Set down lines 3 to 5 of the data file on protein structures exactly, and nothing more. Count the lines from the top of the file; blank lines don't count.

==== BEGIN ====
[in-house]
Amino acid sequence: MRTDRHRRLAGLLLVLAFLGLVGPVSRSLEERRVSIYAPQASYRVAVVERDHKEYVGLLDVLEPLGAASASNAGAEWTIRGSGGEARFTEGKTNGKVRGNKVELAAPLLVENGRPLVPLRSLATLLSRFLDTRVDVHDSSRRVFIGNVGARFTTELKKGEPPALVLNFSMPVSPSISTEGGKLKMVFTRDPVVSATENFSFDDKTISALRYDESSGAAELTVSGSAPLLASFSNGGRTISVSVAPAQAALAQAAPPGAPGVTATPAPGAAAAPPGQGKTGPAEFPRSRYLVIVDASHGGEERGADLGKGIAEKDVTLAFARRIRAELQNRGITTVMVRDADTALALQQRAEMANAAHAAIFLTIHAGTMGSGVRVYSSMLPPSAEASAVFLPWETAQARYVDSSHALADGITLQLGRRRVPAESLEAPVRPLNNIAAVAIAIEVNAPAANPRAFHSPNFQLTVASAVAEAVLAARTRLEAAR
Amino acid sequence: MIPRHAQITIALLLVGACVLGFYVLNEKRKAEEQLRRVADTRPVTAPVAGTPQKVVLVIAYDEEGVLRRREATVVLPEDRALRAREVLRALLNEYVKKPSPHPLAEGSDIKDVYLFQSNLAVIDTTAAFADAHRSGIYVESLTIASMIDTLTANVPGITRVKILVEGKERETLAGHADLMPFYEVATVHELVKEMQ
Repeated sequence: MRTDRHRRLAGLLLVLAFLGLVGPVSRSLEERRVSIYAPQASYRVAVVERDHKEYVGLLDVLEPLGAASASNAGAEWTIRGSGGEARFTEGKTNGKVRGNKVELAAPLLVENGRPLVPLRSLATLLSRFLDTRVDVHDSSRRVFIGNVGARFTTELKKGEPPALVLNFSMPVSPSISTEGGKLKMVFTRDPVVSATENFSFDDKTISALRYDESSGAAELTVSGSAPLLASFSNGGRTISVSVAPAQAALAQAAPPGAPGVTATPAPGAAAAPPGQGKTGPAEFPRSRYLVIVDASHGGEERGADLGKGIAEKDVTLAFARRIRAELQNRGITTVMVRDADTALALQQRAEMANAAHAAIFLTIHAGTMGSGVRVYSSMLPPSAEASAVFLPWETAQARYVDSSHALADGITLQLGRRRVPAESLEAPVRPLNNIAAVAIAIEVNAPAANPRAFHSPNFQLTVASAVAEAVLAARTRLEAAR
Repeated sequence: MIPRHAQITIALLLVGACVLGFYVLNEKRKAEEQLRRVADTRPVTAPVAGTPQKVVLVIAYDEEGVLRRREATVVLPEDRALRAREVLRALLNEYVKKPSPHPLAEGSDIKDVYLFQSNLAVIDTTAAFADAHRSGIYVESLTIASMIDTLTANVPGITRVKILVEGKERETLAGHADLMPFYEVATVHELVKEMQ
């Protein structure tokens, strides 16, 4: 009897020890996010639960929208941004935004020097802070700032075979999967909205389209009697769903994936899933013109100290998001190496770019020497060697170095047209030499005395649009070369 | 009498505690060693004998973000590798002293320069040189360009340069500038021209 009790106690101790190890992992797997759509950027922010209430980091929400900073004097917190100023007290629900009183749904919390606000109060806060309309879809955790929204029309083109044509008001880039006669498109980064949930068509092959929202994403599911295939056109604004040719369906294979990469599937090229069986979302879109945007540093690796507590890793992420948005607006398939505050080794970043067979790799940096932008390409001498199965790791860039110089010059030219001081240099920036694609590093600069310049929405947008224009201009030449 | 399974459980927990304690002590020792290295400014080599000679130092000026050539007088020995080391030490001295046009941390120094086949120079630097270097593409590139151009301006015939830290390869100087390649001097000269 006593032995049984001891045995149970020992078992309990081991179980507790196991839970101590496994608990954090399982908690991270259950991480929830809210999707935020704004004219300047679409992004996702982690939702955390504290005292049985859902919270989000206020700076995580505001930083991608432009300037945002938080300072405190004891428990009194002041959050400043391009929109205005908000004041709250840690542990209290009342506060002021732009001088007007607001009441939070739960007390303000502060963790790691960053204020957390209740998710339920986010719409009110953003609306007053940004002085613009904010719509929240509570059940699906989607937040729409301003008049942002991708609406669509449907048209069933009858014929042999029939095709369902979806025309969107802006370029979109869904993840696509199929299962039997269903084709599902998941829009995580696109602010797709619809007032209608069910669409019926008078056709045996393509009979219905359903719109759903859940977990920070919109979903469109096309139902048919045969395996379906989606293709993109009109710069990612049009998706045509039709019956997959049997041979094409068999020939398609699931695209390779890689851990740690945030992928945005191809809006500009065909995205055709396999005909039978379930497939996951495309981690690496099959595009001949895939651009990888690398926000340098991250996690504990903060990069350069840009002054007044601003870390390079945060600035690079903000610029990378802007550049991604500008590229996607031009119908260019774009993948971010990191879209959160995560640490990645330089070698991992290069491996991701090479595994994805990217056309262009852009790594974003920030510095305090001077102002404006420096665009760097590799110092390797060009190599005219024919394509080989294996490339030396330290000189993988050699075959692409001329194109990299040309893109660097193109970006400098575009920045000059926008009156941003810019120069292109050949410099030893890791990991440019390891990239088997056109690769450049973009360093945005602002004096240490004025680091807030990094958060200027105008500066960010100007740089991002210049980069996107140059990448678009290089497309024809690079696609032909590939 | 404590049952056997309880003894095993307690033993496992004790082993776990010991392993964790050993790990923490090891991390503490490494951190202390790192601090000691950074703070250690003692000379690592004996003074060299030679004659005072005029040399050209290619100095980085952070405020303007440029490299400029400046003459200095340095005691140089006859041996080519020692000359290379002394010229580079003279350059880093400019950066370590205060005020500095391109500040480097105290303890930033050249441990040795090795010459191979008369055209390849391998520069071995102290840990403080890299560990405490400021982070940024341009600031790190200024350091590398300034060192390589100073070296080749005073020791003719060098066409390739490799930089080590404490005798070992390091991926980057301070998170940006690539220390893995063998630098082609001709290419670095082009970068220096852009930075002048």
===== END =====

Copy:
Amino acid sequence: MIPRHAQITIALLLVGACVLGFYVLNEKRKAEEQLRRVADTRPVTAPVAGTPQKVVLVIAYDEEGVLRRREATVVLPEDRALRAREVLRALLNEYVKKPSPHPLAEGSDIKDVYLFQSNLAVIDTTAAFADAHRSGIYVESLTIASMIDTLTANVPGITRVKILVEGKERETLAGHADLMPFYEVATVHELVKEMQ
Repeated sequence: MRTDRHRRLAGLLLVLAFLGLVGPVSRSLEERRVSIYAPQASYRVAVVERDHKEYVGLLDVLEPLGAASASNAGAEWTIRGSGGEARFTEGKTNGKVRGNKVELAAPLLVENGRPLVPLRSLATLLSRFLDTRVDVHDSSRRVFIGNVGARFTTELKKGEPPALVLNFSMPVSPSISTEGGKLKMVFTRDPVVSATENFSFDDKTISALRYDESSGAAELTVSGSAPLLASFSNGGRTISVSVAPAQAALAQAAPPGAPGVTATPAPGAAAAPPGQGKTGPAEFPRSRYLVIVDASHGGEERGADLGKGIAEKDVTLAFARRIRAELQNRGITTVMVRDADTALALQQRAEMANAAHAAIFLTIHAGTMGSGVRVYSSMLPPSAEASAVFLPWETAQARYVDSSHALADGITLQLGRRRVPAESLEAPVRPLNNIAAVAIAIEVNAPAANPRAFHSPNFQLTVASAVAEAVLAARTRLEAAR
Repeated sequence: MIPRHAQITIALLLVGACVLGFYVLNEKRKAEEQLRRVADTRPVTAPVAGTPQKVVLVIAYDEEGVLRRREATVVLPEDRALRAREVLRALLNEYVKKPSPHPLAEGSDIKDVYLFQSNLAVIDTTAAFADAHRSGIYVESLTIASMIDTLTANVPGITRVKILVEGKERETLAGHADLMPFYEVATVHELVKEMQ